Music, Politics, Ideology in the Era of the Internet Semiotics, cognitive sciences, political sciences, sociology, media studies, cultural studies
Louvain-la-Neuve, 8-9 May 2020
Université catholique de Louvain
Centro di studi italiani, Globalit, ISPOLE
Costantino Maeder (UCLouvain), Mark Reybrouck (KU Leuven, Ghent University), Lucio Spaziante (Università degli studi di Bologna), Christophe Pirenne (ULiège), Emilie Aussem (UCLouvain), Nuria Sabatini (UCLouvain)
Andrea Catellani (UCLouvain), Amaury Dehoux (UCLouvain), Maria Giulia Dondero (ULiège), Edith van Dyck (Ghent University), Vincent Engel (UCLouvain), Christine Esclapez (Université Aix-Marseille), Christophe Georis (UCLou- vain), Marc Leman (Ghent University), Christina Ljungberg (Universität Zürich), Loreta De Stasio (Universidad del País Vasco).
Keynote Speakers (confirmed):
– Dario Martinelli, Kaunas University of Technology (Lithuania), director of the International Semiotics Institute.
– David Hesmondhalgh, Leeds University.
– Franco Fabbri, Università di Torino, Università Statale di Milano, founding member and several times chair of the International Association for the Study of Popular Music.
– Olivier Urbain, Min-On Concert Association (Tokyo).
Some say, by paraphrasing George Steiner, that music cannot say no, no to being abused by Nazis, for example. Music can be filled with any kind of Ideology or any kind of political content. This is even more the case when music is absolute and does not rely on lyrics. Music does not possess the same semantic dimension and preciseness of a natural language like English or Italian, music has apparently no double articulation. The same song, in different spatial, social and/or temporal contexts, can express the most different, opposing meanings.
It does not surprise that today more and more musicians try to protect their music from appropriation and misuse by politicians (Bruce Springsteen denied Ronald Reagan to use Born in the USA during his 1984 campaign), while others support exactly this (Don’t Stop by Fleetwood Mac and Bill Clinton, 1992 campaign).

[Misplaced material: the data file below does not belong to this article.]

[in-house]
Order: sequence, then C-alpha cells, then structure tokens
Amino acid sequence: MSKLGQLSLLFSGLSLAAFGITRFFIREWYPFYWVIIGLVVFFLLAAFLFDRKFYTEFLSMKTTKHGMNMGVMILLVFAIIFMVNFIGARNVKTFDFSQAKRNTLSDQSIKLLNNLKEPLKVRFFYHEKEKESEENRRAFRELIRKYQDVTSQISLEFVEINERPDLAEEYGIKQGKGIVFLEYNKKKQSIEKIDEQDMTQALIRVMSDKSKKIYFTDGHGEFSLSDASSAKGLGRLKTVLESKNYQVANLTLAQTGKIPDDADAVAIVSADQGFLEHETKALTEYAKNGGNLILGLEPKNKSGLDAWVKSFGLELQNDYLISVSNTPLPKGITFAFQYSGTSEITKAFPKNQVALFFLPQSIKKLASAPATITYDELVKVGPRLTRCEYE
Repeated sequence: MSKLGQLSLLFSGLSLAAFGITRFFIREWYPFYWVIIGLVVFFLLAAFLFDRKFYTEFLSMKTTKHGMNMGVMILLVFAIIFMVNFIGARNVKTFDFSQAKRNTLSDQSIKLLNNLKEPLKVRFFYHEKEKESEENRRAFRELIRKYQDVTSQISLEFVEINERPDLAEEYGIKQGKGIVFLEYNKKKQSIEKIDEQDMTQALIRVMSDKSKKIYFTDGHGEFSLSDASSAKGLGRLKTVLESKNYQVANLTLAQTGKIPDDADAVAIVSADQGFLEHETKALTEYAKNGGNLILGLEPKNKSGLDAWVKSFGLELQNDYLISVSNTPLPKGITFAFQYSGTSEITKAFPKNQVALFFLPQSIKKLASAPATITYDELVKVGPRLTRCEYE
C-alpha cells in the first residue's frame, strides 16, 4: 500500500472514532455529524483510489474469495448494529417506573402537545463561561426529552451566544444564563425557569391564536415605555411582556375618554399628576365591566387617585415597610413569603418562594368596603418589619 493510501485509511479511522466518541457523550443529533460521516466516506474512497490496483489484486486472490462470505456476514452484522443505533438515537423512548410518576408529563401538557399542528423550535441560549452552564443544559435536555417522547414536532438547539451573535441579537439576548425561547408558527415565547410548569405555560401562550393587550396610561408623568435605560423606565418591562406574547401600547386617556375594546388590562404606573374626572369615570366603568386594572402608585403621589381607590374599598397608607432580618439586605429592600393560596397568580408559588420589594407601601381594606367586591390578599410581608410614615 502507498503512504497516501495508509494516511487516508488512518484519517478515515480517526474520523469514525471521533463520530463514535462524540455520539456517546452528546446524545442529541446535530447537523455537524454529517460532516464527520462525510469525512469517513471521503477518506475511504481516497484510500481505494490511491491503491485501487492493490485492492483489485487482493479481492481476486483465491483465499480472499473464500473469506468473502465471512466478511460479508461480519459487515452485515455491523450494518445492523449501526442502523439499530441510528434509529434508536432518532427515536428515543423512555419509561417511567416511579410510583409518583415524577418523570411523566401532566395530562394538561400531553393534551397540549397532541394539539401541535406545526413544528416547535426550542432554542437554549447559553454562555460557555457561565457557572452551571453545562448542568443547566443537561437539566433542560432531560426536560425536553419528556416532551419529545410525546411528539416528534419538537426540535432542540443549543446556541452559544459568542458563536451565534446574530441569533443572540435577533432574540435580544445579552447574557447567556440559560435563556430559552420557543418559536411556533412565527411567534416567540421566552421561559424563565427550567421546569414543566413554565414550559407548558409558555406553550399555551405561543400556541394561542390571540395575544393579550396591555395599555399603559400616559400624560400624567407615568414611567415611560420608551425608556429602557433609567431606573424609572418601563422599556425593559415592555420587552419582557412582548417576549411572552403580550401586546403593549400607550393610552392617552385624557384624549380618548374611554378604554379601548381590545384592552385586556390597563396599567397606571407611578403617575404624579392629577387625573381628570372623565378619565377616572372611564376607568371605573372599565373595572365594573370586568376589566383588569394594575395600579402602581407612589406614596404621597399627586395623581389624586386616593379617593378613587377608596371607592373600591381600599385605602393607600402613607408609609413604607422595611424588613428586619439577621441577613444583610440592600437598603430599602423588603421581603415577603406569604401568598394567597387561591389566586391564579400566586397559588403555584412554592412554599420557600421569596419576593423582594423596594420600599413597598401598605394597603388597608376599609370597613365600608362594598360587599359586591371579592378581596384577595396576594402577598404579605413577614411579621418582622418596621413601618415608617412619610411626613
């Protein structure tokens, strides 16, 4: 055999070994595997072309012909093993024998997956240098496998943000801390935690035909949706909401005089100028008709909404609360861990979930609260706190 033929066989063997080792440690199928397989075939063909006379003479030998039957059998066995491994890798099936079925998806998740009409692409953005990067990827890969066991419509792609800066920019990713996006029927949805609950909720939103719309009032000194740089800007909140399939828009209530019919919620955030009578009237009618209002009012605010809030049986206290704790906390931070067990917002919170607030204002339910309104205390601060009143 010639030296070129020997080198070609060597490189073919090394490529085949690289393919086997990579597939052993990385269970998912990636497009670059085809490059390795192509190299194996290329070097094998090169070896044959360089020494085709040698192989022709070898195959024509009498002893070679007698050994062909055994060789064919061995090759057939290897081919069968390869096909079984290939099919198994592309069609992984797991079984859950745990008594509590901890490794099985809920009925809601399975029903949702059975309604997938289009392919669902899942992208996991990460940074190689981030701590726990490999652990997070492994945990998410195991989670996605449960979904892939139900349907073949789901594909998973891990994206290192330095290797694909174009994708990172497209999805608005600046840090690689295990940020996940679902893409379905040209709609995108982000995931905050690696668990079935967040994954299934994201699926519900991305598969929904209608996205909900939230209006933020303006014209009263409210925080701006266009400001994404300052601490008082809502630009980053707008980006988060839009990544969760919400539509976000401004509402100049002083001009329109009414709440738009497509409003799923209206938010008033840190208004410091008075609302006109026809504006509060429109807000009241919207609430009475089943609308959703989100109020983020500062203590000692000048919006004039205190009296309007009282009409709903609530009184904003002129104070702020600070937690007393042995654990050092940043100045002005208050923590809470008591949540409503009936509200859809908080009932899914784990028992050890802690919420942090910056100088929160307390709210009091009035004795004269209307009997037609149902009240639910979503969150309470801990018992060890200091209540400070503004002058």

Music can be used and abused by politicians, ideologues, revolutionaries or dictators for their own purposes. Insurgents can adopt songs or musical genres to use as signature tunes for their political and social concerns or to give their concerns and desires a recognizable form, shared by their community. Political parties use tunes to rally their members and supporters, to create group solidarity. Music in Hollywood films can convey or underline ideological and political messages.
Music can be used to manipulate and to sell ideas, in advertisements and in politics.
The importance of music today cannot be underestimated. As George Steiner states in Bluebeard’s castle, our cultures and societies are undergoing a profound musicalization, first triggered by radio, TV, cinema and vinyl. Now, iPods, the Internet, Smartphones, intelligent speakers, or (intelligent) earphones contribute to making music omnipresent and all-pervasive in our everyday life.
One of the reasons of this omnipresence is that music is one of the most efficient art forms when it comes to triggering physical and emotional reactions in the listener. Comprehensibly, music plays an important role in film, theater, politics,or advertisement. The Internet (YouTube, Vimeo, Spotify, Music, VEVO, etc.) relies even more on music, more and more intrinsically tied to (moving) images.
With music it is possible to make politics and to influence people, through music people express their adherence to political programs and to specific world views.